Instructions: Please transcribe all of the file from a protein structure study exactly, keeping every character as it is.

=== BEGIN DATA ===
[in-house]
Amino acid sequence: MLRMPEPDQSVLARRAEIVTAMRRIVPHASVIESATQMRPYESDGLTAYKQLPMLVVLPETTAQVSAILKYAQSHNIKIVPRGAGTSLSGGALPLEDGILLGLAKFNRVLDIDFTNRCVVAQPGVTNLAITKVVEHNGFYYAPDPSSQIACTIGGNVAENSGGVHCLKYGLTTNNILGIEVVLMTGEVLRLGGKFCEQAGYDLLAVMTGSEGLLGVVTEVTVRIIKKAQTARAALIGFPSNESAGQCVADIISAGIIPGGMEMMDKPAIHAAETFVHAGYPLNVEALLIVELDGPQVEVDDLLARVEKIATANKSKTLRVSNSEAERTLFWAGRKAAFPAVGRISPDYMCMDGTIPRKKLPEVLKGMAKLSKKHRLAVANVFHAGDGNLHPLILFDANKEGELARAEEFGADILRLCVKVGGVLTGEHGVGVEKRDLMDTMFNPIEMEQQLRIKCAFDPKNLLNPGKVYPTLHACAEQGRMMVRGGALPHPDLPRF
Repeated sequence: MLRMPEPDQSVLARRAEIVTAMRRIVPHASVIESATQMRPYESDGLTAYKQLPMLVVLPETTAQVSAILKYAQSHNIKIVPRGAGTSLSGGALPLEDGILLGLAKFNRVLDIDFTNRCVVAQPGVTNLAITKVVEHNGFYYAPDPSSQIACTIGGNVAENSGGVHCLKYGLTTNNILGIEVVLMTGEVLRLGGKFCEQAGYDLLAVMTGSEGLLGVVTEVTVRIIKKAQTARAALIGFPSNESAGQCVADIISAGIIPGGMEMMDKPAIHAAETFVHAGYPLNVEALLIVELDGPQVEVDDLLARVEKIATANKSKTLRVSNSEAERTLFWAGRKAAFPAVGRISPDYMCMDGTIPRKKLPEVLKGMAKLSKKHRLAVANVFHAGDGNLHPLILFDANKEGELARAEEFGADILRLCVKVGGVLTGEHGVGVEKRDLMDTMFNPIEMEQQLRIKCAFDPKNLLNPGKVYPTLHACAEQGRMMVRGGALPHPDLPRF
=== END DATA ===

[in-house]
Amino acid sequence: MLRMPEPDQSVLARRAEIVTAMRRIVPHASVIESATQMRPYESDGLTAYKQLPMLVVLPETTAQVSAILKYAQSHNIKIVPRGAGTSLSGGALPLEDGILLGLAKFNRVLDIDFTNRCVVAQPGVTNLAITKVVEHNGFYYAPDPSSQIACTIGGNVAENSGGVHCLKYGLTTNNILGIEVVLMTGEVLRLGGKFCEQAGYDLLAVMTGSEGLLGVVTEVTVRIIKKAQTARAALIGFPSNESAGQCVADIISAGIIPGGMEMMDKPAIHAAETFVHAGYPLNVEALLIVELDGPQVEVDDLLARVEKIATANKSKTLRVSNSEAERTLFWAGRKAAFPAVGRISPDYMCMDGTIPRKKLPEVLKGMAKLSKKHRLAVANVFHAGDGNLHPLILFDANKEGELARAEEFGADILRLCVKVGGVLTGEHGVGVEKRDLMDTMFNPIEMEQQLRIKCAFDPKNLLNPGKVYPTLHACAEQGRMMVRGGALPHPDLPRF
Repeated sequence: MLRMPEPDQSVLARRAEIVTAMRRIVPHASVIESATQMRPYESDGLTAYKQLPMLVVLPETTAQVSAILKYAQSHNIKIVPRGAGTSLSGGALPLEDGILLGLAKFNRVLDIDFTNRCVVAQPGVTNLAITKVVEHNGFYYAPDPSSQIACTIGGNVAENSGGVHCLKYGLTTNNILGIEVVLMTGEVLRLGGKFCEQAGYDLLAVMTGSEGLLGVVTEVTVRIIKKAQTARAALIGFPSNESAGQCVADIISAGIIPGGMEMMDKPAIHAAETFVHAGYPLNVEALLIVELDGPQVEVDDLLARVEKIATANKSKTLRVSNSEAERTLFWAGRKAAFPAVGRISPDYMCMDGTIPRKKLPEVLKGMAKLSKKHRLAVANVFHAGDGNLHPLILFDANKEGELARAEEFGADILRLCVKVGGVLTGEHGVGVEKRDLMDTMFNPIEMEQQLRIKCAFDPKNLLNPGKVYPTLHACAEQGRMMVRGGALPHPDLPRF